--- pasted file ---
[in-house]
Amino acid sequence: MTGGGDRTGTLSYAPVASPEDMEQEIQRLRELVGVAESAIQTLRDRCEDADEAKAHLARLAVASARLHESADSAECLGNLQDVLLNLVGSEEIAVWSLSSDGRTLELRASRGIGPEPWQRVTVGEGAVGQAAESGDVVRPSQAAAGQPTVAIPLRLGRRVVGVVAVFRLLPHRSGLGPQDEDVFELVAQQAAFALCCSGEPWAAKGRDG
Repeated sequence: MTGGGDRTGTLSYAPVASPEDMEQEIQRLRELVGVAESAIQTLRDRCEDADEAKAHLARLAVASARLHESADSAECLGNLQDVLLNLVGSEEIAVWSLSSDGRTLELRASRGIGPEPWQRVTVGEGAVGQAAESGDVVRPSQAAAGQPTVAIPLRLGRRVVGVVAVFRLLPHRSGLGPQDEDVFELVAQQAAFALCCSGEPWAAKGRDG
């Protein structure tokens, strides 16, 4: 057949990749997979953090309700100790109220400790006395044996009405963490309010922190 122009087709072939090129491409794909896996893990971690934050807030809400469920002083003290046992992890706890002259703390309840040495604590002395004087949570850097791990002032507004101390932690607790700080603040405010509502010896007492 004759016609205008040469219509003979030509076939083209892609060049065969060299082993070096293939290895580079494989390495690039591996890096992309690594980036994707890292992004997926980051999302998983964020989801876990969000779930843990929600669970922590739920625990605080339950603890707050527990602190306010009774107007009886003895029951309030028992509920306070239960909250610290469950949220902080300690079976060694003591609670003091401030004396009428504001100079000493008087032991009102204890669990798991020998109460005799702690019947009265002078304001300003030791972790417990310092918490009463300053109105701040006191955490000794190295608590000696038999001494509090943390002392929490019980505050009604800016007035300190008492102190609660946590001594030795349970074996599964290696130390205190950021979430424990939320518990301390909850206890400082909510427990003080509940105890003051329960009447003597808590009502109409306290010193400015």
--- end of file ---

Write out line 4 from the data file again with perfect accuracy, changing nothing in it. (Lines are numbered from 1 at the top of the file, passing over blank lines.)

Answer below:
């Protein structure tokens, strides 16, 4: 057949990749997979953090309700100790109220400790006395044996009405963490309010922190 122009087709072939090129491409794909896996893990971690934050807030809400469920002083003290046992992890706890002259703390309840040495604590002395004087949570850097791990002032507004101390932690607790700080603040405010509502010896007492 004759016609205008040469219509003979030509076939083209892609060049065969060299082993070096293939290895580079494989390495690039591996890096992309690594980036994707890292992004997926980051999302998983964020989801876990969000779930843990929600669970922590739920625990605080339950603890707050527990602190306010009774107007009886003895029951309030028992509920306070239960909250610290469950949220902080300690079976060694003591609670003091401030004396009428504001100079000493008087032991009102204890669990798991020998109460005799702690019947009265002078304001300003030791972790417990310092918490009463300053109105701040006191955490000794190295608590000696038999001494509090943390002392929490019980505050009604800016007035300190008492102190609660946590001594030795349970074996599964290696130390205190950021979430424990939320518990301390909850206890400082909510427990003080509940105890003051329960009447003597808590009502109409306290010193400015």